The pre-bubble period of play is a funny one. Coming back into today there were more than one hundred players left, around a third of whom weren’t going to be paid. The money was close, but not close enough to stall for. You could see small looks of relief on the face of some when a hand went to the flop with other players involved. You can’t bust when you’re not in the hand, and a post-flop hand can take no little amount of time bringing the money closer still.
There were also plenty of players that obviously didn’t have that attitude, of course, and you’d count the likes of Pius Heinze, Mike Telker, Shyam Srinivasan, Stephen Chidwick and Dominik Nitsche among them. Nitsche had been particularly active and had grown his stack from a Day 3 starting 258,300 up to 320,000. Then he moved to the feature table being webcast on EPTLive. Something went very wrong when Nitsche picked off a huge river bluff made by Stephen Chidwick. It wasn’t a bluff.
Nitsche had called a river shove with A♠10♠ on a 5♠8♠6♦10♣K♥ board for almost his entire stack. Chidwick held pocket eights for a flopped set. That left Nitsche very short, but he’s since run it back up to around 150,000. It’s been a very swingy day, which isn’t particularly unusual for Nitsche.
The 23-year-old German is a talented player with $3,020,855 in live tournament cashes to his name, partly thanks to LAPT and WSOP titles. He’s picked up a similar amount of cashes in online tournaments, too. The European Poker Tour however has not been so bountiful a hunting ground; he’s collected just €53,000 from four Main Event cashes, despite being a tour regular for several seasons.
“My EPT finishes have been kind of embarrassing to say the least,” said Nitsche. “I don’t know why this is. They’re the toughest tournaments out there and there’s lots of good players, so it’s kind of what you’d expect. There’s been some really big fields this season and last season, maybe that’s why. Maybe I didn’t adjust to the players. There’s probably a couple of things. I’d hate to say it was variance. I probably haven’t played my best in the past.”
Nitsche is honest if nothing else, and that brutal honesty is no doubt part of what makes him such a good player. That and the fact that he’s always looking to improve his game.
“I’ve been playing a lot more cash games online and I think that’s been helping me playing the deep stacked part of an EPT better,” said Nitsche. “It’s resulted in me finishing up with pretty decent stacks after day one in Prague, Vienna and also here. I think I’ve improved a lot and I hope I can turn it into something good. It’s starting to look nice.”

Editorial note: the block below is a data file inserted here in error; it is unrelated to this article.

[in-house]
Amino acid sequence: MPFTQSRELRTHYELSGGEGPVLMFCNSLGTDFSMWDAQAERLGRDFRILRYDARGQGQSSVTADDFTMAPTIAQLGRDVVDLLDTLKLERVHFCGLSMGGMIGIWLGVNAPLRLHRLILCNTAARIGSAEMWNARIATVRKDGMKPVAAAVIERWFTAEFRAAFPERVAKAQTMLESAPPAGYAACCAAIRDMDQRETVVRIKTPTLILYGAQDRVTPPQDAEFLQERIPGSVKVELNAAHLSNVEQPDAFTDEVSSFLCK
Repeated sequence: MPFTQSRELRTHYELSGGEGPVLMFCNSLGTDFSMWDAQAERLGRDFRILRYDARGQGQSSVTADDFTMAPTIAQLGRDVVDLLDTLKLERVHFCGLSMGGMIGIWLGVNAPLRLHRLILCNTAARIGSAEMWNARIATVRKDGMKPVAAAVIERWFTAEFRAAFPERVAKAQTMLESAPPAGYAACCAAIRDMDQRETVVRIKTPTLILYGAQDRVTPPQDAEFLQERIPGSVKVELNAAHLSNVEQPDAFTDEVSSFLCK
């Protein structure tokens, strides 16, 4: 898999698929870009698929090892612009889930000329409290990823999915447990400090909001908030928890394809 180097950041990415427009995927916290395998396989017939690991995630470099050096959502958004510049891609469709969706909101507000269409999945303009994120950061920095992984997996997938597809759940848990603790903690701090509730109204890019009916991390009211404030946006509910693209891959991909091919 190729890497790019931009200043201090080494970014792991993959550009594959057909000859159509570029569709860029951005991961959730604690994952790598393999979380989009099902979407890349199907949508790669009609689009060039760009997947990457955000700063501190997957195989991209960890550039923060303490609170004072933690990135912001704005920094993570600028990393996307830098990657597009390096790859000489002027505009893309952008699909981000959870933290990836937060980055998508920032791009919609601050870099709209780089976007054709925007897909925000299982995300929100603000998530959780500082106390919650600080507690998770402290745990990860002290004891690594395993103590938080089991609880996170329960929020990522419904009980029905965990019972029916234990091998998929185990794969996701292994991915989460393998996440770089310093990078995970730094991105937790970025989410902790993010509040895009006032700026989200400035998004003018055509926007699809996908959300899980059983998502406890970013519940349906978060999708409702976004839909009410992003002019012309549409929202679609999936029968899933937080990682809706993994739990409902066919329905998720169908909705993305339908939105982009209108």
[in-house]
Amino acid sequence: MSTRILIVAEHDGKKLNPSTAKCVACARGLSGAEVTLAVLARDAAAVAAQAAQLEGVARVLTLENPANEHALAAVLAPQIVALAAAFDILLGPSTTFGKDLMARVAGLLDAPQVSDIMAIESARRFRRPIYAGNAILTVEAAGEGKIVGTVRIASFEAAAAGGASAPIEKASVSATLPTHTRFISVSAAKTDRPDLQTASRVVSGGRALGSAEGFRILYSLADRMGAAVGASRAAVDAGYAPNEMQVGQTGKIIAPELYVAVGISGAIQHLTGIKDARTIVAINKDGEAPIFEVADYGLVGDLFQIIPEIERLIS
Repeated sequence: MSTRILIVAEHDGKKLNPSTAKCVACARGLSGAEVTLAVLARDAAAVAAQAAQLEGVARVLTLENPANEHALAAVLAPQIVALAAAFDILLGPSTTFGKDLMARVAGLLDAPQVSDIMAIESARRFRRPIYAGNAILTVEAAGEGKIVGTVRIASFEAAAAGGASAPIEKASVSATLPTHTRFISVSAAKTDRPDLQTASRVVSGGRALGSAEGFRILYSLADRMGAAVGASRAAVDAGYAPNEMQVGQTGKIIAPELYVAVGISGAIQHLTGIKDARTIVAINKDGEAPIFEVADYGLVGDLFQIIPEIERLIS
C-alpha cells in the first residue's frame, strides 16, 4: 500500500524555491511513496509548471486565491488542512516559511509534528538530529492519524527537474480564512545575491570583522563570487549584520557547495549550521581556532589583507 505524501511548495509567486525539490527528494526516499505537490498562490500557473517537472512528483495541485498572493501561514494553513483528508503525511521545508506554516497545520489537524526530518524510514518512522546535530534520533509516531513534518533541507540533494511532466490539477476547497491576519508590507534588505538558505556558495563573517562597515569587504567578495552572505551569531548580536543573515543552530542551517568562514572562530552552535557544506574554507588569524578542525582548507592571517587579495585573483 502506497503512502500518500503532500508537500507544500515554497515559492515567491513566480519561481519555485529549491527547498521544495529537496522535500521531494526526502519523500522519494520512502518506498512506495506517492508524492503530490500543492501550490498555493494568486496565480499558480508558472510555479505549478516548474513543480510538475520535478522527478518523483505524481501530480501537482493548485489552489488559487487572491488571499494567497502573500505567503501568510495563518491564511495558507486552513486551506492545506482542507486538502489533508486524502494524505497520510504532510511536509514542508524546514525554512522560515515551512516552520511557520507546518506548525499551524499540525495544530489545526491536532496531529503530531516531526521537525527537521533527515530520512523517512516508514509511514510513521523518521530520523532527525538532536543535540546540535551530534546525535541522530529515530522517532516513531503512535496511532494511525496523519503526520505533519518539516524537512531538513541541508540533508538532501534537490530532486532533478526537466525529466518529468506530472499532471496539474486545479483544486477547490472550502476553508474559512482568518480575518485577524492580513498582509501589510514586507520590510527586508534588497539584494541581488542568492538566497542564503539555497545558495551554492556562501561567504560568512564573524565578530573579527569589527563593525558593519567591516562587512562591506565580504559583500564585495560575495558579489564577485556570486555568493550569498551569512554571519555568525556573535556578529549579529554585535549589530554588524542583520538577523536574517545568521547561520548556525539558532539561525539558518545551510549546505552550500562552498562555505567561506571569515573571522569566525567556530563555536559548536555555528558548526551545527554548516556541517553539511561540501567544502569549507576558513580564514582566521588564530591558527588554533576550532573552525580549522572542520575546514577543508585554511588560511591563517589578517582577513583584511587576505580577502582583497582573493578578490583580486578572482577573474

Those $5/$10 and $25/$50 cash games look to be helping, but then again this was all said before he called that big river shove from Chidwick. Things didn’t look quite so nice for a while, but the upbeat German is now back on course and looking to spin up his fifth EPT Main Event cash into something significant.
“I’m in a big EPT and Sanremo hole,” said Nitsche.
He’s played “six or seven” headline tournaments here in Sanremo, between EPT and IPT Main Events, but this is his first cash (although he did win a side event for €35,000). He’s now locked up a minimum of €9,180, which is a good first step, but Nitsche is still looking to rectify squandering a monster chip lead at EPT Barcelona in Season 7 (which was eventually won by Kent Lundmark).
“I blew up really hard,” said Nitsche. “I was chip leader with 40 left and played it like an idiot. That happens sometimes. It’s time for redemption. It’s four years later. It’s time.”
Just so long as he doesn’t keep calling down sets, of course.
Considering he won so much so young, Nitsche is pretty grounded. He’s not into extravagant displays of wealth – although he does love a good restaurant – and doesn’t really understand why other players would let their ego go to their head.
“They’re complete idiots, let’s be honest,” he said. “They blow their money on expensive cars, expensive watches, they play Super High Rollers on their own money and lose because they’re not good enough or they get unlucky and no one cares. I’m not like that. I don’t need that. For me, poker’s a way to make money, very consistent money. By the time I’m 30, I want to be set.”
If he can spin up his stack here into a final table finish then he’ll have taken another huge stride to achieving that. He’s starting to look at different investments accordingly.
“I haven’t done as much as I’d like to in the past because I’ve been playing so much,” said Nitsche. “My priority in the past has been poker, poker and some more poker. I’ve been looking to buy a house after the summer, if I don’t get destroyed in Vegas. I could buy a couple of houses and rent them out. Right now, I’ve got enough money, but if Vegas goes badly… I can never say what’s going to happen. There are other things I’ve looked at. Some of my friends have invested in Bitcoins, but personally I’m not convinced.”
Among other things, he’s currently considering investing in a video game, alongside the likes of former EPT winners Rupert Elder and Mike McDonald.
“I’m spreading my wealth and seeing where it goes,” said Nitsche.
It kinds of sounds reminiscent of his pre-flop game. If we can’t have a double winner here then we could certainly do worse than crowning Nitsche as an EPT champion.
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Rick Dacey is a staff writer for the PokerStars Blog.